Every year the Ram-lila is performed in the Gangetic plains. Every year the Mahabharata is enacted in the villages of North Tamil Nadu. Every year the nativity play is staged in churches across the world at Christmas time. Every year the same story is told again and again. Yet, no one finds it boring.
For as the years pass, the audience changes, matures and they receive the same story differently. What seemed exciting during childhood and tedious in youth, becomes necessary, even wise, in maturity. What changes is not what is being said but what is being heard.
A key theme underlying Indian thought is that observers create observation. Simply put, it means that beauty lies in the eye of the beholder. We see what we want to see. A good illustration of this is some of the emails I get to my articles and books.
I started writing mythology in around 1996 and after 16 years have over 400 articles and 25 books to my credit. But the response to them has had me bewildered. Here is a sample of some of the responses over the past eight years, and observe how mutually contradictory some of them are, often to the same webpage post or book:
“You have opened my eyes to the world of mythology.”
“You are a fraud and know nothing about Santana Dharma.”
“You are a Right-wing Hindu fundamentalist disguised as an intellectual.”
“You are a pseudo-secularist with no knowledge of the truth.”
“How dare you write about my religion?”
“You are a seer, my guru.”
“You are a fraud.”
“Do you even know Sanskrit?”
“I don’t think you know anything about mythology.”
“Why do you call Hinduism mythology?”
“You are a Westernised Orientalist who makes Indians look bad.”
“You make me proud to be Indian.”
“Your thoughts are deep and intellectually stimulating.”
“Are you trying to demystify God?”
“You are deeply spiritual.”
“Are you religious?”
“Do you believe in God or are you saying it is all myth?”
“Your theories are all warped.”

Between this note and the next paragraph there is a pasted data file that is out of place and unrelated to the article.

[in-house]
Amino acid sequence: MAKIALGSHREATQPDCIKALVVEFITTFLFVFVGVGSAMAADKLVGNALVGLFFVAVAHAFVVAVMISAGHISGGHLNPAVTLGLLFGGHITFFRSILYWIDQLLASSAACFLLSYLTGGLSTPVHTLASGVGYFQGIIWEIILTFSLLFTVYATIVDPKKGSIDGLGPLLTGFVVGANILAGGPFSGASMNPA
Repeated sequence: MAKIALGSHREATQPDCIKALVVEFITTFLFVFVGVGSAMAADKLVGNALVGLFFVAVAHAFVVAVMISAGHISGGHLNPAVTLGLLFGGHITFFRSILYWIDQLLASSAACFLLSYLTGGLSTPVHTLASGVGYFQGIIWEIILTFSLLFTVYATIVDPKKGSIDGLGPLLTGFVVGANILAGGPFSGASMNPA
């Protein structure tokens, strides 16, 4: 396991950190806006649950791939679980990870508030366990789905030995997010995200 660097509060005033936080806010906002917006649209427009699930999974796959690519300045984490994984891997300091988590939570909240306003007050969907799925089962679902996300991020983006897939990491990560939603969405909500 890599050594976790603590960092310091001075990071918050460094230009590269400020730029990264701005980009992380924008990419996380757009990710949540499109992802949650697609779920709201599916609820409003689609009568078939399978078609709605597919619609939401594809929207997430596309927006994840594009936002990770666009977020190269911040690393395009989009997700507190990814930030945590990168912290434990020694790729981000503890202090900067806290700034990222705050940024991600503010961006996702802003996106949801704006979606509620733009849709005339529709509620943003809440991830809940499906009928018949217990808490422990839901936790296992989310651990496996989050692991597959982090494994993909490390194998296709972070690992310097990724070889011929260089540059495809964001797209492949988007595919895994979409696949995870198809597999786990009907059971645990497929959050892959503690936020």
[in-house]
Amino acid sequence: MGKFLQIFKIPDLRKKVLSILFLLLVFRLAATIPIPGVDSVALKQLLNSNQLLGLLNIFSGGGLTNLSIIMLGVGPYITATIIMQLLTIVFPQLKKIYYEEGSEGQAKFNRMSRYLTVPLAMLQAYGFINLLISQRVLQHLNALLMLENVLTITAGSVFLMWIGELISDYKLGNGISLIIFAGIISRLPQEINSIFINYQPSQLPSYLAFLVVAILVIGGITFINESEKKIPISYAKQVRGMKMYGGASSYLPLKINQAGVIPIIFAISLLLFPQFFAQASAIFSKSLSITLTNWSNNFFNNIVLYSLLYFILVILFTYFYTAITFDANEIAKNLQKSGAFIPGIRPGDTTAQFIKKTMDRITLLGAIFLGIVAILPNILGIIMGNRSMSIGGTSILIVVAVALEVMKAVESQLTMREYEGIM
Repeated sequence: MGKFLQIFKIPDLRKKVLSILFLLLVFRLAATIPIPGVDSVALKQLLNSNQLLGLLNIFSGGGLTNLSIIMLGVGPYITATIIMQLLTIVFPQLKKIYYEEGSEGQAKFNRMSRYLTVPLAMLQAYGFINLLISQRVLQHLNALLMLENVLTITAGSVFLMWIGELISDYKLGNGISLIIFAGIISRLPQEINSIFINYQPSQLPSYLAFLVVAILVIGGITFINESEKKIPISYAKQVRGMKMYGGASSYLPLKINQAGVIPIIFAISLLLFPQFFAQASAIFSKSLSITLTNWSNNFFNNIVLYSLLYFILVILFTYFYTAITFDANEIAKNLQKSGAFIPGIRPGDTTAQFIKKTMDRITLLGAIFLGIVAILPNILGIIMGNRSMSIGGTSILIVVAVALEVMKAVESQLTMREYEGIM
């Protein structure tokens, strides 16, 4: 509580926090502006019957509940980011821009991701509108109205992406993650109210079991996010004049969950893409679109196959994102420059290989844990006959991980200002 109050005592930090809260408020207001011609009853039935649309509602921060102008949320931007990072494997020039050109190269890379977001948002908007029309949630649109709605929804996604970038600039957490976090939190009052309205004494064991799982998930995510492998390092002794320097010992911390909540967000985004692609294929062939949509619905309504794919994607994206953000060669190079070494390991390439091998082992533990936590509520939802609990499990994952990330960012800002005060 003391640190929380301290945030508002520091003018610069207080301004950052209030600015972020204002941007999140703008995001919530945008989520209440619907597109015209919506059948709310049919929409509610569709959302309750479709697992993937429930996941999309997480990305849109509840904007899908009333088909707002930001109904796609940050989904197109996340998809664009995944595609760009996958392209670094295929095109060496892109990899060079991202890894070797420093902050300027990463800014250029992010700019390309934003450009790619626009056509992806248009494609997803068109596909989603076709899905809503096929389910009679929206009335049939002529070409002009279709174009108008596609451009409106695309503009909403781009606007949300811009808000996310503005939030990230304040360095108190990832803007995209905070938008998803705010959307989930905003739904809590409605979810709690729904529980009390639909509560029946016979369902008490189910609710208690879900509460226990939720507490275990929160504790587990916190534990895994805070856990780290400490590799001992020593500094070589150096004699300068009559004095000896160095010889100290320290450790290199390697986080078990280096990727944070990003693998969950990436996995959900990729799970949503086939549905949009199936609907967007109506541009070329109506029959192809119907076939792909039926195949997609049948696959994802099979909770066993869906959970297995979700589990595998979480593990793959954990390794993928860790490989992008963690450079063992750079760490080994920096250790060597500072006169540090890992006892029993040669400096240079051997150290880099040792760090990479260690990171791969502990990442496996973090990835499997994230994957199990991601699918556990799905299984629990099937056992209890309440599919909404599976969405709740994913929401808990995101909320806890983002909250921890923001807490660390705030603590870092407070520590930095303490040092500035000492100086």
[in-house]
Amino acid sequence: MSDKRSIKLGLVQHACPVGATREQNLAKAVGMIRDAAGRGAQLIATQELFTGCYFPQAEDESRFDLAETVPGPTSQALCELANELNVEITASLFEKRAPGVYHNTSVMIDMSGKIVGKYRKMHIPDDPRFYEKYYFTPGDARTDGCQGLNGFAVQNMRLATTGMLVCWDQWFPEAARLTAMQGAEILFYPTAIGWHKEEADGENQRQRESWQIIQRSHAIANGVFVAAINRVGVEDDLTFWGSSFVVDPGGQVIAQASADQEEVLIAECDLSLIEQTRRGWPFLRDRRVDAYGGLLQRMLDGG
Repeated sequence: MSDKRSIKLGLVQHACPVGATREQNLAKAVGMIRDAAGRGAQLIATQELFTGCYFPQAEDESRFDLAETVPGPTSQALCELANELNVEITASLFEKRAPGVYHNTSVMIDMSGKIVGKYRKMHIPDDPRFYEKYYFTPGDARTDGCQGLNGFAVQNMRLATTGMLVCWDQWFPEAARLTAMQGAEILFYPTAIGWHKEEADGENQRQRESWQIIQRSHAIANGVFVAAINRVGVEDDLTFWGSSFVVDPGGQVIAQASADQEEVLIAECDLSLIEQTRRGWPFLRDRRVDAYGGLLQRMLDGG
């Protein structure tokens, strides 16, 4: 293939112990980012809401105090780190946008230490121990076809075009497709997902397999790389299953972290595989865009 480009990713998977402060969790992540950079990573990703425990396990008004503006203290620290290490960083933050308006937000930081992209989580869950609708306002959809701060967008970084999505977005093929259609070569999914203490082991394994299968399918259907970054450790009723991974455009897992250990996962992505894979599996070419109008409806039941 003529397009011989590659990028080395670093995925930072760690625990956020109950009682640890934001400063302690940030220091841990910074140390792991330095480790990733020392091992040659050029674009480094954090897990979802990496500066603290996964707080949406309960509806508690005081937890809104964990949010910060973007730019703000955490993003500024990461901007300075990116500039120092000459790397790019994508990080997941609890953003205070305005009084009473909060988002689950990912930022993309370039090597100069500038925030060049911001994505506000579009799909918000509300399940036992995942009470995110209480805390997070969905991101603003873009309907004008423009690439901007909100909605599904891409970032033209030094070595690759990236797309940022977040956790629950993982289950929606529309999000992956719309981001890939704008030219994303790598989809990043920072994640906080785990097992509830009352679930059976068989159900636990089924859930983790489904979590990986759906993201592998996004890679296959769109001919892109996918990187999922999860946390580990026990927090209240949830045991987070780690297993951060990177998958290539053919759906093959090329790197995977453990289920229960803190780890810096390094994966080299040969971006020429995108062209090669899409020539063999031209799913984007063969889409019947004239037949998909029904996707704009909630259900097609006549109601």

“Your theories finally helped me make sense of life.”
“You are promoting the caste system and patriarchy.”
As you read these emails, ranging from the delightful to the disgusting, you wonder about the complexities of communication. What you say versus what is heard, what you write versus what is read. Every member of the audience filters everything through the sieve of their own imagination. What is read passes through a lens of prejudice and so what is ultimately received is a very different version of what you actually say, not always close to what you wish to say.
In such a world, what is the truth? Is my truth the truth? Is the respondent’s truth the truth? Is there the truth at all? Is the intention of the writer superior to the interpretation of the reader? Is there a correct interpretation out there? Is every interpretation true and correct and equal to other interpretation? Who judges?
The appreciation of the subjectivity of human thoughts lead to many Indian philosophies such as the Jain syada-vaad (doctrine of doubt) and anekanta-vada (doctrine of plurality) and Buddhist shunya-vaad (doctrine of nothingness) and the Hindu maya-vaad (doctrine of delusion). At its heart is the idea that objectivity is elusive. We have to live in a world of multiple interpretations and multiple, even cruel and unfair, judgments.
The author is Chief Belief Officer of the Future Group, and can be reached at firstname.lastname@example.org
The views expressed in this column are the individual’s and don’t represent those of the paper.
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